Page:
Immunotherapies have improved outcomes for many cancer patients, including melanoma. But these therapies only work in a subset of patients. Numerous studies are looking at improving responses, including research focused on improving tumor-infiltrating lymphocytes (TILs). TILs are immune cells in tumors that can recognize and attack the cancer cells, but often there aren’t enough of them or they are unable to use a strong enough response to permanently suppress the growth and spread of the tumor.
Researchers at the Moffitt Cancer Center, led by cancer biologist Eric Lau, Ph.D., have found a relatively natural way to increase the number and antitumor activities of TILs. In a new article published in nature cancerLau’s team shows how L-fucose, a non-toxic plant sugar enriched in red and brown algae, can increase TILs, promote antitumor immunity and improve the effectiveness of immunotherapy.
While the sugar molecule L-fucose is found in food, it can also be made in our own cells through the breakdown and conversion of other molecules. It is important in immune and developmental processes, and abnormalities in L-fucose synthesis and utilization have been implicated in disease, including cancer.
“The total level of L-fucose in melanoma cells decreases and the way the cells use L-fucose changes during progression. However, we have found that increasing L-fucose levels through dietary supplementation can suppress tumors, significantly increase TILs, and increase the effectiveness of some immunotherapies in our animal models. In humans, higher L-fucose levels in melanoma are associated with less aggressive disease and better response to therapy,” said Lau, lead author of the study and associate member of Moffitt’s Division of Tumor Biology.
The research team aimed to determine the mechanisms underlying how L-fucose appears to increase TILs and trigger their antitumor activity. For almost seven years, they conducted a series of laboratory experiments and showed for the first time that L-fucose can regulate interactions between CD4s+T cells, a type of TIL, and melanoma cells. In mouse experiments, they found that oral L-fucose administration increased L-fucose levels in tumor cells, reduced tumor growth, and increased overall levels of TILs. Their studies found that of the many types of immune cells that comprise TILs, CD4+T cells play a critical role in mediating the increase in TILs that suppress melanoma during L-fucose treatment. Researchers identified the key molecular mechanisms contributing to L-fucose-mediated CD4+T cell antitumor activity.
“When people think of sugar, they often think of glucose or sucrose – common table sugars that our cells use for energy Behavior and Activity We found that adding L-fucose to the protein HLA-DRB1 caused it to be surface of melanoma cells, triggering CD4+T cell-mediated antitumor immune cell activity,” Lau said.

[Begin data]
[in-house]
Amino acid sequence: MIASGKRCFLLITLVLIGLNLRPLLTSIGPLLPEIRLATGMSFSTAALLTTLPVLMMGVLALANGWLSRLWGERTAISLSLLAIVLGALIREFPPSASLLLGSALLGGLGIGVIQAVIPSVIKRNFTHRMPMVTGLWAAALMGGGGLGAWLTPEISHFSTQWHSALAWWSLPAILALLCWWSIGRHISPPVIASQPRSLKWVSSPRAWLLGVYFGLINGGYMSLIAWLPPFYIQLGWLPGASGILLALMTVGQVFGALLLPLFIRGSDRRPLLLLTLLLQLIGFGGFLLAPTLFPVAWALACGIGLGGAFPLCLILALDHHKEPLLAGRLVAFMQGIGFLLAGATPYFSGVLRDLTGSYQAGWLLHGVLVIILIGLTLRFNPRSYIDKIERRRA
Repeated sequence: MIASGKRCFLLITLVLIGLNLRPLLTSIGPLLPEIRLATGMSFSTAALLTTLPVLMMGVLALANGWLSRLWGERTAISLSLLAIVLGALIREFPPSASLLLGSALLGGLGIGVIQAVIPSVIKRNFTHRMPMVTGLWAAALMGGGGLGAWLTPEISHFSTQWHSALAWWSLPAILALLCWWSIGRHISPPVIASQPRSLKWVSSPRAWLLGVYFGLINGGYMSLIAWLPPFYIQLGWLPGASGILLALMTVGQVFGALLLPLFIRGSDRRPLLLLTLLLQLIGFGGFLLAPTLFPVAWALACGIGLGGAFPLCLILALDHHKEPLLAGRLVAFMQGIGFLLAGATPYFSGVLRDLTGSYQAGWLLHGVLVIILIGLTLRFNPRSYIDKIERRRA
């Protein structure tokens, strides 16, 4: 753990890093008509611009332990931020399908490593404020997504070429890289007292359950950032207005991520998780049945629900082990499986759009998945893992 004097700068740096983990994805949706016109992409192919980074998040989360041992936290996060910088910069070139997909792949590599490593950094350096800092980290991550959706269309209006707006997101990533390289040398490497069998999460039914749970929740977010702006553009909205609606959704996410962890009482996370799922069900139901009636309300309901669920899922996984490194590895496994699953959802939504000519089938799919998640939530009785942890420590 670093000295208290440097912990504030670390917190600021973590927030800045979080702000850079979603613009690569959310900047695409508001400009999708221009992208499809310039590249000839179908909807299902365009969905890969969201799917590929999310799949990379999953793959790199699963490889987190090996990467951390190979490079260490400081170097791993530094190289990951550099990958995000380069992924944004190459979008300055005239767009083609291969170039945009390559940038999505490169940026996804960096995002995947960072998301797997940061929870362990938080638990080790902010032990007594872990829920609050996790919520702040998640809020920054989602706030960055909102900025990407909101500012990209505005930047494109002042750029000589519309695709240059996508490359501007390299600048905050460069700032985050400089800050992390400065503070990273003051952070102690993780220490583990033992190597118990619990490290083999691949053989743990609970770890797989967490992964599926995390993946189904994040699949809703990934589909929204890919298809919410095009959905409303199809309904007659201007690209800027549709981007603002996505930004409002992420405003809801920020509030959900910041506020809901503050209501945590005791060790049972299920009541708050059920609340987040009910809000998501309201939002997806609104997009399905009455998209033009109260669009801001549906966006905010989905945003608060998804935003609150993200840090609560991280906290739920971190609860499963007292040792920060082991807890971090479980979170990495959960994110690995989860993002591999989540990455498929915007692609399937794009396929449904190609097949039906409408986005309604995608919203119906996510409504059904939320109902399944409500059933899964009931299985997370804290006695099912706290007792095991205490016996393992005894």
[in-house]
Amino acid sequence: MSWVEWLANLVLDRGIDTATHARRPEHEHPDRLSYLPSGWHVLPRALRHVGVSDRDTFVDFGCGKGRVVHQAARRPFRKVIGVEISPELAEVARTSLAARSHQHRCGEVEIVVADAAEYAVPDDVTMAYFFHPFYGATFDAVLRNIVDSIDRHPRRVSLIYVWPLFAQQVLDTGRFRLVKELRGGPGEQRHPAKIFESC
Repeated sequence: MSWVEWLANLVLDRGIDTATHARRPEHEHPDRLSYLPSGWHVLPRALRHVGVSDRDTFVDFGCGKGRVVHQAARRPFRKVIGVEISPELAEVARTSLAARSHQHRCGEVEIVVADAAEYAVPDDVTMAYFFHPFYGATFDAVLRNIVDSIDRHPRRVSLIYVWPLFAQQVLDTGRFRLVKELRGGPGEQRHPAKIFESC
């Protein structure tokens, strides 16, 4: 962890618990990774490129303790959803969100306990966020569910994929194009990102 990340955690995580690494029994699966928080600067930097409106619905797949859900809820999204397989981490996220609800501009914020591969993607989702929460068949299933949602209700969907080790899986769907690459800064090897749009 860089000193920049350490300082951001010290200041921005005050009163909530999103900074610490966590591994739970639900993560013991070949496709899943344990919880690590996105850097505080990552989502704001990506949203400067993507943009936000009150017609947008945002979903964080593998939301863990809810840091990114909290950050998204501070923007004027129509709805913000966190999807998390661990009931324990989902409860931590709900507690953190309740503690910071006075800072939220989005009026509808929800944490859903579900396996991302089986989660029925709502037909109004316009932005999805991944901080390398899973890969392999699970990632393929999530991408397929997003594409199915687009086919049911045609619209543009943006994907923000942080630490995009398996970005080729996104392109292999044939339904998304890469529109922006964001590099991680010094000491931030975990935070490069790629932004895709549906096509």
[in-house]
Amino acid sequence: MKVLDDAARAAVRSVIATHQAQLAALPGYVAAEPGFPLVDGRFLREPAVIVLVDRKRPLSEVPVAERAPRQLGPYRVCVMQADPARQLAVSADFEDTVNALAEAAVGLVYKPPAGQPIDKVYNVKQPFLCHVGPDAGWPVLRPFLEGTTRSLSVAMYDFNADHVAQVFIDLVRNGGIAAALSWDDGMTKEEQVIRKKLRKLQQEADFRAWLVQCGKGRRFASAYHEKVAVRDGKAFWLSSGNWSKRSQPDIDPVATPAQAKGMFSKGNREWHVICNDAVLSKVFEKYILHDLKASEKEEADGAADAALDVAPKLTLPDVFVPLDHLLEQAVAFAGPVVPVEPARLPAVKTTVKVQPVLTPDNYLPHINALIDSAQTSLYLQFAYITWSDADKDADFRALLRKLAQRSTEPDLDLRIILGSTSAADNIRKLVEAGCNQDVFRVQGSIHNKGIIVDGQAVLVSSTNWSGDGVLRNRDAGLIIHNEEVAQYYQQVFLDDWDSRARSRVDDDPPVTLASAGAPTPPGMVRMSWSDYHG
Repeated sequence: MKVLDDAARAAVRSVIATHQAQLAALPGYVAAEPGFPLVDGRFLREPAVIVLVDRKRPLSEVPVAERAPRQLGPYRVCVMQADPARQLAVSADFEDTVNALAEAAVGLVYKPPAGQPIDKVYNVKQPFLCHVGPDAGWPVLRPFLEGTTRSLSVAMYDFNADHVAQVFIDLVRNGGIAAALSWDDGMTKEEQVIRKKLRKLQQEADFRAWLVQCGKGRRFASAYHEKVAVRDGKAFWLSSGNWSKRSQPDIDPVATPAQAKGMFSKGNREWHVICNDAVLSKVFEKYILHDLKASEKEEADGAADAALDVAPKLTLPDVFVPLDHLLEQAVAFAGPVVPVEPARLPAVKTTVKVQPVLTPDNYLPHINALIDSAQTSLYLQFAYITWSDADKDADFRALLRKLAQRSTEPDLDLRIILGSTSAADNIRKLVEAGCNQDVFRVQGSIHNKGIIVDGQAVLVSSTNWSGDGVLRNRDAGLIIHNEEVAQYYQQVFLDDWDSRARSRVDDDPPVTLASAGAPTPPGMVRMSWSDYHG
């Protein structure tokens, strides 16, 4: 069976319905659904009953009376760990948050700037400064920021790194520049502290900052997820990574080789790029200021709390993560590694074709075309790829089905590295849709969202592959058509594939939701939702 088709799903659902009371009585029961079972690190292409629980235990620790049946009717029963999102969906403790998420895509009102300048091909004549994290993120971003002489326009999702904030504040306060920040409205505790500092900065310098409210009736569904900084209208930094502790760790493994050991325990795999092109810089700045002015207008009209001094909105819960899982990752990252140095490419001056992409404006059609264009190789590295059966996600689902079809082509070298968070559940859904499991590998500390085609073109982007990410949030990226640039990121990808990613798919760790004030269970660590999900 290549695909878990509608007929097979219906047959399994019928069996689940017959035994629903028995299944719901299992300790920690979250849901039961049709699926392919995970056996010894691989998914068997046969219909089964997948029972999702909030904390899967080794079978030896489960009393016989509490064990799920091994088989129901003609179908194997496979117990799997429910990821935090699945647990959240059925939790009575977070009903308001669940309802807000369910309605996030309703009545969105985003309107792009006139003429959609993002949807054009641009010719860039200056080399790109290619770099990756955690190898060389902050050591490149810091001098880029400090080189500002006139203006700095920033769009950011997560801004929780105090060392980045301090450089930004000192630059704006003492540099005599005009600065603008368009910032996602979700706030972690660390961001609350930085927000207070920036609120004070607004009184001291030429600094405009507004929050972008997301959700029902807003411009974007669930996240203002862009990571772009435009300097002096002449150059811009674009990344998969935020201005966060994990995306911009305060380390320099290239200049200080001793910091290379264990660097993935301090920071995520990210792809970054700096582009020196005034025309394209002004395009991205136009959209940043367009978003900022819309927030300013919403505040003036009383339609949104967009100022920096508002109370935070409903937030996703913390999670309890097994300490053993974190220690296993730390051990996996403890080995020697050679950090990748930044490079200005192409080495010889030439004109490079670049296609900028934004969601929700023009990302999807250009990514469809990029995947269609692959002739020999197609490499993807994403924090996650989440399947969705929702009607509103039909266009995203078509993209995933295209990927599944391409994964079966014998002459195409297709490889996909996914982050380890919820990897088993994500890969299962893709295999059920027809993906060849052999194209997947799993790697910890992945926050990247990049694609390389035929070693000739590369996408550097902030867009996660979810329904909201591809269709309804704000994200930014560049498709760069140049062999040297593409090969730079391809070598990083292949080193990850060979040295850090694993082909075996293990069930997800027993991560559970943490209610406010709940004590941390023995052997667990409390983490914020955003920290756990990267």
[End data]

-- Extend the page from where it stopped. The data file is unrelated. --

In addition to decorating proteins in tumor cells, Lau’s team also found that L-fucose alters the biology and behavior of CD4+T and other immune cells, suggesting that this sugar could be used to modulate immune function. These findings have important implications for the use of L-fucose to enhance immunotherapies currently used to treat cancer patients. “So we took our work a step further and discovered that oral L-fucose also enhances the activity of immunotherapeutic agents in some of our melanoma models.”
Next, the researchers examined tumors from three independent patient groups from three cancer centers to assess whether L-fucose levels and L-fucose-decorated HLA-DRB1 might reflect the patient’s response to the immunotherapy drug anti-PD1. They found that patients who responded well to anti-PD1 therapy tended to have higher levels of both in their tumors, suggesting that these could be useful as potential biomarkers to predict response to immunotherapy.
“Our results identify and describe a molecular mechanism by which L-fucose regulates an important interface between melanoma and immune cells. This mechanism can be exploited therapeutically simply by ingesting L-fucose, suggesting a provocative and almost counterintuitive possibility: using sugar to fight cancer,” Lau said.
Going forward, Lau and his team hope to translate their preclinical findings to more directly help patients and determine how much L-fucose can improve immunotherapies, starting with a small clinical trial in melanoma patients.
Her work is supported by a Miles for Moffitt Award from the National Institute of General Medical Sciences (GM061126), the National Cancer Institute (P30CA076292, K99CA172705, R00CA172705, R01CA241559), the Harry J. Lloyd Charitable Trust and the Moffitt Foundation.